This essay Journey to the Center of the Earth has a total of 675 words and 4 pages.
Journey to the Center of the Earth
In the novel, A Journey to the Center of the Earth, author Jules Verne tells the fictitious story of three men and their adventures as they descend into the depths of the earth. The leading character in this expedition is a fifty-year-old German professor named Hardwigg. He is an uncle to the narrator, Henry (Harry), a simple Englishman. The other man is Hans, a serene Icelandic guide.
Professor Hardwigg finds a piece of parchment that written in Runic in a book. Harry finds out before his uncle that it says there is a way to get into the center of the earth through a mountain (Mt. Sneffels) in Iceland. Harry is reluctant to tell his uncle the message because he is afraid his uncle will actually want to visit the center of the earth. He was right because the professor wanted to explore as soon as possible.
They head off to Iceland, and, along the way, receive Hans as their guide. The journey to the mountain itself takes a while. They reach the entrance to the center, and from there, they head inside. Once in the dark labyrinths, they descend (this goes on for days). The three men then face difficulties: thirst, light, getting lost, injuries, and fatigue, were among them.
They make many discoveries. They find that there’s a sea, with fish and sea monsters. They find forests, giant mushrooms, animals that look like dinosaurs, and even what seems to be giant human beings.
The idea of writing this story came from a scientist who explored the crater of a certain mountain. Verne got the idea that maybe it would be possible to descend even further into the earth. Many of Verne’s “fantasy” stories have come true in the years following his death in the year 1905. A Journey to the Center of the Earth is farthest from reality. Even with the technology we have today, it would be impossible for one to descend into the earth. For one thing, we know now that the earth can’t be hollow because of extreme pressures and temperatures.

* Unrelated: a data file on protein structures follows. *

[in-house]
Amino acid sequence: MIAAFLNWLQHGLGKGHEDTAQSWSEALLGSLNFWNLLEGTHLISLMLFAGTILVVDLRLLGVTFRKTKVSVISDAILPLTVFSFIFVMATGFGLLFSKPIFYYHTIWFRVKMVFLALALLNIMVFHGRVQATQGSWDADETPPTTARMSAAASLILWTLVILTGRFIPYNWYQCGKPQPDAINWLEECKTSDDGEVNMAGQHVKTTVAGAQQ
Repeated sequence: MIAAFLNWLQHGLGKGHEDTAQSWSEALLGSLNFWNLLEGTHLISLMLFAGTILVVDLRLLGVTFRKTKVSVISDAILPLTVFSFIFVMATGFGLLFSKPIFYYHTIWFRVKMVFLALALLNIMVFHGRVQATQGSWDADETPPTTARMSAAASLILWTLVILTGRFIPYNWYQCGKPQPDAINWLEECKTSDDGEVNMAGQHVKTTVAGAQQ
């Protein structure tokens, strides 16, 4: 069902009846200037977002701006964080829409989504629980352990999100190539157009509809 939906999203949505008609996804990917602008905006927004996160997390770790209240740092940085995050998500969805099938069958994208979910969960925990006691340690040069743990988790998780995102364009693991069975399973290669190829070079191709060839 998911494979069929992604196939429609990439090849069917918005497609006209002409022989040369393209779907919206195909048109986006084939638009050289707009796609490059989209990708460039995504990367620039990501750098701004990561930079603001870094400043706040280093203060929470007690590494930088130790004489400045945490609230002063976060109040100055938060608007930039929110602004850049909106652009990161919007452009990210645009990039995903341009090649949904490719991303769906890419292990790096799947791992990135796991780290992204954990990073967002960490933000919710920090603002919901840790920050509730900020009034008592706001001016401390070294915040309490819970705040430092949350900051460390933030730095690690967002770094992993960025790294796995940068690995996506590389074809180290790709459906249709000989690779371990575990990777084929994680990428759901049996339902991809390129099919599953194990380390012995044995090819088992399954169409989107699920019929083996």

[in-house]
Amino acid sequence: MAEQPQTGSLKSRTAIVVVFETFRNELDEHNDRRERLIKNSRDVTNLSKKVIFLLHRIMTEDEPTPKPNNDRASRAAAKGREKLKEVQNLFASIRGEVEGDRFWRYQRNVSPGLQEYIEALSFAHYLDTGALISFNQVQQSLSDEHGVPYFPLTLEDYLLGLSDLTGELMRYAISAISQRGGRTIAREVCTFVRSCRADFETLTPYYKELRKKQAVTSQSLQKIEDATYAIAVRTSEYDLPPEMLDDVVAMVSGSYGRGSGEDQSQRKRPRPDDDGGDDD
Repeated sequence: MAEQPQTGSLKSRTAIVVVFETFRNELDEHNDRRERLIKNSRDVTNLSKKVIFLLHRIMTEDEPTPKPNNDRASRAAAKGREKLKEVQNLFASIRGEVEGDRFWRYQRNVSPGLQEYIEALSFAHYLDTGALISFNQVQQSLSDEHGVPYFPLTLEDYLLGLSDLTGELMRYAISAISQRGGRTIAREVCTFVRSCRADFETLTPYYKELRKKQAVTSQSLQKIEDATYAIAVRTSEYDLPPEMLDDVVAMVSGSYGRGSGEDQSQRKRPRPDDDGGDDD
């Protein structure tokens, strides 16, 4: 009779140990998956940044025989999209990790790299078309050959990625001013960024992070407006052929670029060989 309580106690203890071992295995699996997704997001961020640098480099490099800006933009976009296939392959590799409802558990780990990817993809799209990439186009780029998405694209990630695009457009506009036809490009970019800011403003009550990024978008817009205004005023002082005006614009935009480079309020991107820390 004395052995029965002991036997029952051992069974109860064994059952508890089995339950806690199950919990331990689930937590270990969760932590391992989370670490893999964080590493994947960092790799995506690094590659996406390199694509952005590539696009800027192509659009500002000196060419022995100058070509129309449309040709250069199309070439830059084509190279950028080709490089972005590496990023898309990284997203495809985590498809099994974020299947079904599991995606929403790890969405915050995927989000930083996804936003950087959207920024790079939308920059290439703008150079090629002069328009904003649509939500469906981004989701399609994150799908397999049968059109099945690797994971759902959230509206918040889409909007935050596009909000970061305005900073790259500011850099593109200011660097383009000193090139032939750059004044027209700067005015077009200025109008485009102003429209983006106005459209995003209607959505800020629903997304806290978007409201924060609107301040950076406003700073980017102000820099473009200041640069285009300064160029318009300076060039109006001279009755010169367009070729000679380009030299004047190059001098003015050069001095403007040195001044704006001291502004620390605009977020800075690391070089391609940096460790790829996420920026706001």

People became interested in Verne’s stories during his time because though they were unrealistic, they were too interesting and entertaining to pass up. Some people even believed he had traveled to the many places that he wrote of. While checking into a hotel once, the woman told him to rest well in the room because he must be tired from his many adventures. She probably thought this because Verne uses facts of science so well the story can seem as if it were actually the real thing.
Verne’s writings about submarines, space travel, helicopters were prophecies of the future. It is a mystery how he came up with such ideas for wonderfully told adventures. Verne grew up when steam engines were changing the world. He was the first writer to proclaim that scientific discovery could prompt remarkable stories.
I found A Journey to the Center of the Earth thoughtful and mind-boggling at the same time. The discoveries they find are truly unbelievable: Sea monsters, a sea, giants, forests and giant mushrooms. These are surely non-existent because nothing like them could live in such circumstances. The characters in this story must have also been extremely strong and determined, since they’re able to live for so long underground in darkness (somewhat). The beginning of the story is quite slow; they take a long time to start descending into the earth. Once you get into the story, its quite easy to find yourself in the midst of the channels of granite.
A Journey to the Center of the Earth is a wonderfully well written book. The very idea of a person being able to travel into the earth is remarkable in itself. To put seas and creatures into the story is exceptional. Jules Verne is such a great writer, he makes this adventure seem as if it actually happened; as if it weren’t just some fantasy, but an undeniable existence.
Topics Related to Journey to the Center of the Earth
Fiction, Film, English-language films, Speculative fiction, Journey to the Center of the Earth, Jules Verne, Mount Sneffels, Subterranean fiction, Cultural influence of Jules Verne
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